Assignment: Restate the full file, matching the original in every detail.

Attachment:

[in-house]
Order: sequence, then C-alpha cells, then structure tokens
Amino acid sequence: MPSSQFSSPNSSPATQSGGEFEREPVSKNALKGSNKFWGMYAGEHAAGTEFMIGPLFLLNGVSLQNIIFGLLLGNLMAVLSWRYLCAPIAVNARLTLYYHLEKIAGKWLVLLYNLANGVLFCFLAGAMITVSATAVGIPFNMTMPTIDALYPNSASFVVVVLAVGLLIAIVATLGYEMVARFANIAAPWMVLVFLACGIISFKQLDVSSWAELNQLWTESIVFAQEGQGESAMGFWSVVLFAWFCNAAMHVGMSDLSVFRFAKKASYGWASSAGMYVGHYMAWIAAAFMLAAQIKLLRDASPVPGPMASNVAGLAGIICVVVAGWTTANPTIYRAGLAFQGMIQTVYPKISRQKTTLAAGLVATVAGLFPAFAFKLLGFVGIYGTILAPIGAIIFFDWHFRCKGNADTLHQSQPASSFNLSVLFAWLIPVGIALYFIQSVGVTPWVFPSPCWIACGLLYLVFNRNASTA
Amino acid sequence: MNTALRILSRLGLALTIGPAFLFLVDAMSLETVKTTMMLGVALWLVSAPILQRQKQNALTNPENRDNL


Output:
[in-house]
Order: sequence, then C-alpha cells, then structure tokens
Amino acid sequence: MPSSQFSSPNSSPATQSGGEFEREPVSKNALKGSNKFWGMYAGEHAAGTEFMIGPLFLLNGVSLQNIIFGLLLGNLMAVLSWRYLCAPIAVNARLTLYYHLEKIAGKWLVLLYNLANGVLFCFLAGAMITVSATAVGIPFNMTMPTIDALYPNSASFVVVVLAVGLLIAIVATLGYEMVARFANIAAPWMVLVFLACGIISFKQLDVSSWAELNQLWTESIVFAQEGQGESAMGFWSVVLFAWFCNAAMHVGMSDLSVFRFAKKASYGWASSAGMYVGHYMAWIAAAFMLAAQIKLLRDASPVPGPMASNVAGLAGIICVVVAGWTTANPTIYRAGLAFQGMIQTVYPKISRQKTTLAAGLVATVAGLFPAFAFKLLGFVGIYGTILAPIGAIIFFDWHFRCKGNADTLHQSQPASSFNLSVLFAWLIPVGIALYFIQSVGVTPWVFPSPCWIACGLLYLVFNRNASTA
Amino acid sequence: MNTALRILSRLGLALTIGPAFLFLVDAMSLETVKTTMMLGVALWLVSAPILQRQKQNALTNPENRDNL